I remember specifically, in the summer of 2002, the rate of women infected with HIV/AIDS was beginning to match the rate of men and nobody was talking about it. It was as if it was on nobody else’s radar. I had made up my mind to do something about it. I wanted to bring light to these women’s fight and that’s when I sat down and wrote Sometimes I Cry. It’s all about real women’s real stories surrounding the disease.
As a parent, how did you approach the topic of sex and HIV/AIDS awareness with your children?
I just talked about it. I talked about safe and appropriate sex. I talked about what is the right thing and what is the wrong thing. Don’t let people touch you and you don’t touch anybody else. Your stuff is private and their stuff is private. When the dogs start doing that action, that is how they have puppies. You’ve got to figure out these answers because when kids ask you, you can’t say, “Oh well, we don’t want to have that conversation with you.” Be ready to talk to your children.
I spoke so much about it with my son that when he went away to college, he sent me a picture of him with a condom taped to his forehead and he had typed in, “Uh, what is this for again, Mommy? LOL” You got to have these conversations with your kids and you’ve got to be in a place where your kids feel comfortable enough to come talk to you about these things.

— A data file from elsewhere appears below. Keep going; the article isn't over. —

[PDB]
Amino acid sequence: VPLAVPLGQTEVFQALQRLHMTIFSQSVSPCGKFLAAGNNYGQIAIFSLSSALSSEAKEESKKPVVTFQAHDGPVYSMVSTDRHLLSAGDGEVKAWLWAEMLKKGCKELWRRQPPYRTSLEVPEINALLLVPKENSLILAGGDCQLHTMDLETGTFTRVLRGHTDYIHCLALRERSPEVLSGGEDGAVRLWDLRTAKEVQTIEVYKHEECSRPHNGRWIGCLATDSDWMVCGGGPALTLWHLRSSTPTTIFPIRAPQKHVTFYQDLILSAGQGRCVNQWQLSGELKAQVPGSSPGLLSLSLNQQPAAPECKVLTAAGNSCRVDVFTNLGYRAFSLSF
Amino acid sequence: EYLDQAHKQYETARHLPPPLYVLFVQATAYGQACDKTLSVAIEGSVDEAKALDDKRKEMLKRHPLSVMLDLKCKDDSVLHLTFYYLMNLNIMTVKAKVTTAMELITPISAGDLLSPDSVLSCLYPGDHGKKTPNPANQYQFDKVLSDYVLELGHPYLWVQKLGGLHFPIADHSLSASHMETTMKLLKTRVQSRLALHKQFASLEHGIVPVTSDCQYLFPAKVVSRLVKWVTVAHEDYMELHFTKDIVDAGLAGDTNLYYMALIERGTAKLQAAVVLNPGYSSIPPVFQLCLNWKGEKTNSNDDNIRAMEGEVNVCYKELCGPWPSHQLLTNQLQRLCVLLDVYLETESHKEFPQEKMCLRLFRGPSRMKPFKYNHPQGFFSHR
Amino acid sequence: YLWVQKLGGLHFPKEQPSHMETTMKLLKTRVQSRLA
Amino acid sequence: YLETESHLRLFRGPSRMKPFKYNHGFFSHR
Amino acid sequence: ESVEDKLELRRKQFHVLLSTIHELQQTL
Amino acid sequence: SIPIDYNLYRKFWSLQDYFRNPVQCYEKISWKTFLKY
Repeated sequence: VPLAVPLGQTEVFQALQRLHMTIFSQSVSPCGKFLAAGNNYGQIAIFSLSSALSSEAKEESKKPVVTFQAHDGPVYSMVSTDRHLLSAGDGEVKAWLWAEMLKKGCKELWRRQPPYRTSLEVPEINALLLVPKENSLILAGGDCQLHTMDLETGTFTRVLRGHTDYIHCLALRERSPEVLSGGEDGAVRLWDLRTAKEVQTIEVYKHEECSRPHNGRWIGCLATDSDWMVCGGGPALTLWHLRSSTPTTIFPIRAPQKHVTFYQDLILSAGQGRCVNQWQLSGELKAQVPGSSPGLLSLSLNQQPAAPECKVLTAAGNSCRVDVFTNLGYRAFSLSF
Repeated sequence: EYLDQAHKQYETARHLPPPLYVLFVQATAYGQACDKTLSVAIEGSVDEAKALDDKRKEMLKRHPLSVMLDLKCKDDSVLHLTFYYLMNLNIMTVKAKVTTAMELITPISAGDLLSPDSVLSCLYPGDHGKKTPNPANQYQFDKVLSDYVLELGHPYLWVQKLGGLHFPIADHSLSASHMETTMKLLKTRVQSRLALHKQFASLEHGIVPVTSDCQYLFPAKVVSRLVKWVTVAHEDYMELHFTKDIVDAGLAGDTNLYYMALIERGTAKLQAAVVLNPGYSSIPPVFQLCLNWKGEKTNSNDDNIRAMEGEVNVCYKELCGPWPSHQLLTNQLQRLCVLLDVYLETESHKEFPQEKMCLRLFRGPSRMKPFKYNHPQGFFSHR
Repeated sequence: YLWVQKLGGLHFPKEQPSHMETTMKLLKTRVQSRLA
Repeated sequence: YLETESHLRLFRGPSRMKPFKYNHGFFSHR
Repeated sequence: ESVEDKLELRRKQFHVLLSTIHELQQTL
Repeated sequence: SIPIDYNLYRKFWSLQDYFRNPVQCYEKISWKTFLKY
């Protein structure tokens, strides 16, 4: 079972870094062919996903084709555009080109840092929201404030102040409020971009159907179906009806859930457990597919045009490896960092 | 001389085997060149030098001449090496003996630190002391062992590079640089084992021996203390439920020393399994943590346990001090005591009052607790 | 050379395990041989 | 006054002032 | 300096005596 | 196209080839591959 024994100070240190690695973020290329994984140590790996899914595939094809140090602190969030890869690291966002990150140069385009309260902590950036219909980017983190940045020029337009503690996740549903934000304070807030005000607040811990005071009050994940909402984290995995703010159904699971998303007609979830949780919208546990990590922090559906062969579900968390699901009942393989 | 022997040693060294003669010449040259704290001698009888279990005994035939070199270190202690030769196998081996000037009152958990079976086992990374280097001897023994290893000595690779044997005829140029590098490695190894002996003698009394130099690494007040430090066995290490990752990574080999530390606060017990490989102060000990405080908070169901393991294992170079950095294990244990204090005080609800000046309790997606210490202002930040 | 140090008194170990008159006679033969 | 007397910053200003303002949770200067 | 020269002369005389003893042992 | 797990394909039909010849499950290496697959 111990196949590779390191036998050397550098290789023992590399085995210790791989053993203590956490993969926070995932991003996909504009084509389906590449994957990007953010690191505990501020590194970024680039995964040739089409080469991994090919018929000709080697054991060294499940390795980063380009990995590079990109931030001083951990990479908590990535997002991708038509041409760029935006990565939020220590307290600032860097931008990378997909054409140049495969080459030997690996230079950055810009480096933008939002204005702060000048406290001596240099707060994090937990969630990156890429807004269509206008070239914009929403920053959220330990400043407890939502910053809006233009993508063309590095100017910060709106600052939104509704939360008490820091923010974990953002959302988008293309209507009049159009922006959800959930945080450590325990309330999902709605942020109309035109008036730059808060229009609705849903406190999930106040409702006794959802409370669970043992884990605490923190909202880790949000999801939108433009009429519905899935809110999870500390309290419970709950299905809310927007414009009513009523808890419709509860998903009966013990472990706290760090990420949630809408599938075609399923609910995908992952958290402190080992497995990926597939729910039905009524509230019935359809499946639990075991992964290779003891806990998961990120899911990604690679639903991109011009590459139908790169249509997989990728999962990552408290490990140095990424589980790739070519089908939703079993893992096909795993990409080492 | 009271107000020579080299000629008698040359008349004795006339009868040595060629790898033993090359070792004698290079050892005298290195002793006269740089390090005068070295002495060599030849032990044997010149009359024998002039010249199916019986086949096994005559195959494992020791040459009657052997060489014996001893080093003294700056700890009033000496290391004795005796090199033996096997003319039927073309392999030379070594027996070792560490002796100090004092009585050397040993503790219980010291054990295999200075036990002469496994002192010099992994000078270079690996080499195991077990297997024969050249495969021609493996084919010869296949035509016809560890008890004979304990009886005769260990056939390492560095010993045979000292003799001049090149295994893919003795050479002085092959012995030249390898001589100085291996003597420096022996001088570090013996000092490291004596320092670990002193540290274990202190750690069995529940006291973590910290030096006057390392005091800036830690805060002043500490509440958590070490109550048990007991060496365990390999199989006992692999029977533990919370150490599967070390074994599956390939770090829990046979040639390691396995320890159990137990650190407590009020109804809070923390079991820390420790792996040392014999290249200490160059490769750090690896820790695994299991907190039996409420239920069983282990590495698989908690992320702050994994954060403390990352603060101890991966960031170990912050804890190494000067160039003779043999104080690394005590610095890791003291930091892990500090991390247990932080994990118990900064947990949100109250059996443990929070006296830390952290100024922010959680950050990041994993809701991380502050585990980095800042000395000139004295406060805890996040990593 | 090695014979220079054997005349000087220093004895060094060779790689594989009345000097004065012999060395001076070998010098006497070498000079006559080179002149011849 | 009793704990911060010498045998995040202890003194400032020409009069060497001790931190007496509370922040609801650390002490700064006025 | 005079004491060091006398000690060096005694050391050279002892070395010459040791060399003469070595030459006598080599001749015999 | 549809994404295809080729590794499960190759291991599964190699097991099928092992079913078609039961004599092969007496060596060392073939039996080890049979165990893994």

Do find that parents are more uncomfortable talking about sex than their children are?
I know for a fact that mine were. I was a freshman at Rutgers University and I came home and said to my mother, “Why didn’t you talk to me about sex?!” My mother responded in her thick Jamaican accent, “Because I didn’t think you needed to know.” So was I supposed to be pushed out there to learn on my own? You talk to your children first because if you don’t somebody else will and that is not the conversation you want them to have.
I noticed you write a blog for The Huffington Post. Do you write a piece for them every year for World AIDS Day?
Boy, you really do read. I like you. Every year I do something to raise up the memory of my friends because anybody that can help you with your wig, weave, and wardrobe problems deserve to be remembered. In fact, I’ve got a book coming out in March of 2012 published by Simon & Schuster. It’s called “Redefining Diva.” It’s a memoir which gives the reader lessons I’ve learned through the experiences in my life. I talk about HIV/AIDS awareness in there also.
Do you have any suggestions for those who want to become part of HIV/AIDS awareness. How do they mix AIDS education, activism, and the arts?
I’m glad you asked me that because I’m involved in a wonderful project called Fight HIV Your Way. This is a project developed by Bristol-Myers Squibb. It’s another way to add the arts into the good fight against AIDS. The way the contest works is people send in photos or essays of how HIV/AIDS has affected their lives. This year, the prize is to come to New York City and watch a performance of the show, Home, choreographed by Rennie Harris. The show was inspired by the submissions to Fight HIV Your Way. So the best way to mix the arts, activism, and AIDS awarness is to take a picture. Maybe next year, they will be here in New York City. Infected or affected, we each have a story to tell surrounding this disease.